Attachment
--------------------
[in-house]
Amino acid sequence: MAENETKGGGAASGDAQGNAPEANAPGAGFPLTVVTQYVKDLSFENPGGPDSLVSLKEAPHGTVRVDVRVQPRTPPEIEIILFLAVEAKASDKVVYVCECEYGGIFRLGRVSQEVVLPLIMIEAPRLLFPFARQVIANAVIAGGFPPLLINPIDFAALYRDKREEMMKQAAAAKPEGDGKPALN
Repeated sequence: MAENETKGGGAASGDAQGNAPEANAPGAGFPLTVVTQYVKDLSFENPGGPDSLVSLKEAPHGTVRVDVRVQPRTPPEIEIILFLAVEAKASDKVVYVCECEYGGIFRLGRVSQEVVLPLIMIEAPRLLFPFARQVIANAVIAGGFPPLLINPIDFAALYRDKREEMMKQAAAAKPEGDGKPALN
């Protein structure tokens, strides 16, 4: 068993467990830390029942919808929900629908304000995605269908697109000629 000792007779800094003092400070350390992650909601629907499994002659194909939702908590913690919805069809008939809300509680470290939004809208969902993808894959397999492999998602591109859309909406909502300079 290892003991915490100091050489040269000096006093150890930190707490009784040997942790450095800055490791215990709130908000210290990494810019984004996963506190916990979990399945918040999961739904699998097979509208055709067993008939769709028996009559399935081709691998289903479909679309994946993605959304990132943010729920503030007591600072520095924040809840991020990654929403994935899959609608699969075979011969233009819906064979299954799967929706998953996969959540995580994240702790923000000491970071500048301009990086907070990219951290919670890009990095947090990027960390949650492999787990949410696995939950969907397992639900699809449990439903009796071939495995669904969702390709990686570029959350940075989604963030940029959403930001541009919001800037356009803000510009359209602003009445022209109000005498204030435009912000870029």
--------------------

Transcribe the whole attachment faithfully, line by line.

[in-house]
Amino acid sequence: MAENETKGGGAASGDAQGNAPEANAPGAGFPLTVVTQYVKDLSFENPGGPDSLVSLKEAPHGTVRVDVRVQPRTPPEIEIILFLAVEAKASDKVVYVCECEYGGIFRLGRVSQEVVLPLIMIEAPRLLFPFARQVIANAVIAGGFPPLLINPIDFAALYRDKREEMMKQAAAAKPEGDGKPALN
Repeated sequence: MAENETKGGGAASGDAQGNAPEANAPGAGFPLTVVTQYVKDLSFENPGGPDSLVSLKEAPHGTVRVDVRVQPRTPPEIEIILFLAVEAKASDKVVYVCECEYGGIFRLGRVSQEVVLPLIMIEAPRLLFPFARQVIANAVIAGGFPPLLINPIDFAALYRDKREEMMKQAAAAKPEGDGKPALN
């Protein structure tokens, strides 16, 4: 068993467990830390029942919808929900629908304000995605269908697109000629 000792007779800094003092400070350390992650909601629907499994002659194909939702908590913690919805069809008939809300509680470290939004809208969902993808894959397999492999998602591109859309909406909502300079 290892003991915490100091050489040269000096006093150890930190707490009784040997942790450095800055490791215990709130908000210290990494810019984004996963506190916990979990399945918040999961739904699998097979509208055709067993008939769709028996009559399935081709691998289903479909679309994946993605959304990132943010729920503030007591600072520095924040809840991020990654929403994935899959609608699969075979011969233009819906064979299954799967929706998953996969959540995580994240702790923000000491970071500048301009990086907070990219951290919670890009990095947090990027960390949650492999787990949410696995939950969907397992639900699809449990439903009796071939495995669904969702390709990686570029959350940075989604963030940029959403930001541009919001800037356009803000510009359209602003009445022209109000005498204030435009912000870029």